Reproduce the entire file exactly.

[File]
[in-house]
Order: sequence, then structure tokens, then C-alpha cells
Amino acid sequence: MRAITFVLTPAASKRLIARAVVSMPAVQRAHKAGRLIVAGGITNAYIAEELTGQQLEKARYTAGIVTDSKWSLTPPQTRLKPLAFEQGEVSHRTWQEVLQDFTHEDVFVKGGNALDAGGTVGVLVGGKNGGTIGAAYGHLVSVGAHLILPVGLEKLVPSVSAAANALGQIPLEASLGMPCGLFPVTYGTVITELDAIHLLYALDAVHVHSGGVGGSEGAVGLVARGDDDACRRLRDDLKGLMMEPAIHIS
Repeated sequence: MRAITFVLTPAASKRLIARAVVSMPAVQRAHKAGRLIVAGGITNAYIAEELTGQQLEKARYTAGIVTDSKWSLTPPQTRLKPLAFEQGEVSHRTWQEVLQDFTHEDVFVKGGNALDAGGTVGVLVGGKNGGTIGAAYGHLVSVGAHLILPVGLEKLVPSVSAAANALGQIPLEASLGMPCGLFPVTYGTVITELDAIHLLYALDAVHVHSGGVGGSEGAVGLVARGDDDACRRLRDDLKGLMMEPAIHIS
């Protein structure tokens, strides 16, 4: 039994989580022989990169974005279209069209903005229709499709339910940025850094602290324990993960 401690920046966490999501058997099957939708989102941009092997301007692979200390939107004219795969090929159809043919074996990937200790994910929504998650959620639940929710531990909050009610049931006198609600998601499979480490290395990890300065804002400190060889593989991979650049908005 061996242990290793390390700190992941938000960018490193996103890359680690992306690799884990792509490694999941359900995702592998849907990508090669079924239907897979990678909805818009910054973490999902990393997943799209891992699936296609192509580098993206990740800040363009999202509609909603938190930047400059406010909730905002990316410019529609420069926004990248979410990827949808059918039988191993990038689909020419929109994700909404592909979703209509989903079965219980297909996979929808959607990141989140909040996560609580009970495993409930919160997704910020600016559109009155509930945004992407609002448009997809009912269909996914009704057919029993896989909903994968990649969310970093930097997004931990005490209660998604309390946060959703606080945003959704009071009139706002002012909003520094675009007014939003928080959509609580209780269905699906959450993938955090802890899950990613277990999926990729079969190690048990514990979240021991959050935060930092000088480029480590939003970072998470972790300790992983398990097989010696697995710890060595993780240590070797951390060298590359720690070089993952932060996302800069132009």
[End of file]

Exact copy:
[in-house]
Order: sequence, then structure tokens, then C-alpha cells
Amino acid sequence: MRAITFVLTPAASKRLIARAVVSMPAVQRAHKAGRLIVAGGITNAYIAEELTGQQLEKARYTAGIVTDSKWSLTPPQTRLKPLAFEQGEVSHRTWQEVLQDFTHEDVFVKGGNALDAGGTVGVLVGGKNGGTIGAAYGHLVSVGAHLILPVGLEKLVPSVSAAANALGQIPLEASLGMPCGLFPVTYGTVITELDAIHLLYALDAVHVHSGGVGGSEGAVGLVARGDDDACRRLRDDLKGLMMEPAIHIS
Repeated sequence: MRAITFVLTPAASKRLIARAVVSMPAVQRAHKAGRLIVAGGITNAYIAEELTGQQLEKARYTAGIVTDSKWSLTPPQTRLKPLAFEQGEVSHRTWQEVLQDFTHEDVFVKGGNALDAGGTVGVLVGGKNGGTIGAAYGHLVSVGAHLILPVGLEKLVPSVSAAANALGQIPLEASLGMPCGLFPVTYGTVITELDAIHLLYALDAVHVHSGGVGGSEGAVGLVARGDDDACRRLRDDLKGLMMEPAIHIS
């Protein structure tokens, strides 16, 4: 039994989580022989990169974005279209069209903005229709499709339910940025850094602290324990993960 401690920046966490999501058997099957939708989102941009092997301007692979200390939107004219795969090929159809043919074996990937200790994910929504998650959620639940929710531990909050009610049931006198609600998601499979480490290395990890300065804002400190060889593989991979650049908005 061996242990290793390390700190992941938000960018490193996103890359680690992306690799884990792509490694999941359900995702592998849907990508090669079924239907897979990678909805818009910054973490999902990393997943799209891992699936296609192509580098993206990740800040363009999202509609909603938190930047400059406010909730905002990316410019529609420069926004990248979410990827949808059918039988191993990038689909020419929109994700909404592909979703209509989903079965219980297909996979929808959607990141989140909040996560609580009970495993409930919160997704910020600016559109009155509930945004992407609002448009997809009912269909996914009704057919029993896989909903994968990649969310970093930097997004931990005490209660998604309390946060959703606080945003959704009071009139706002002012909003520094675009007014939003928080959509609580209780269905699906959450993938955090802890899950990613277990999926990729079969190690048990514990979240021991959050935060930092000088480029480590939003970072998470972790300790992983398990097989010696697995710890060595993780240590070797951390060298590359720690070089993952932060996302800069132009």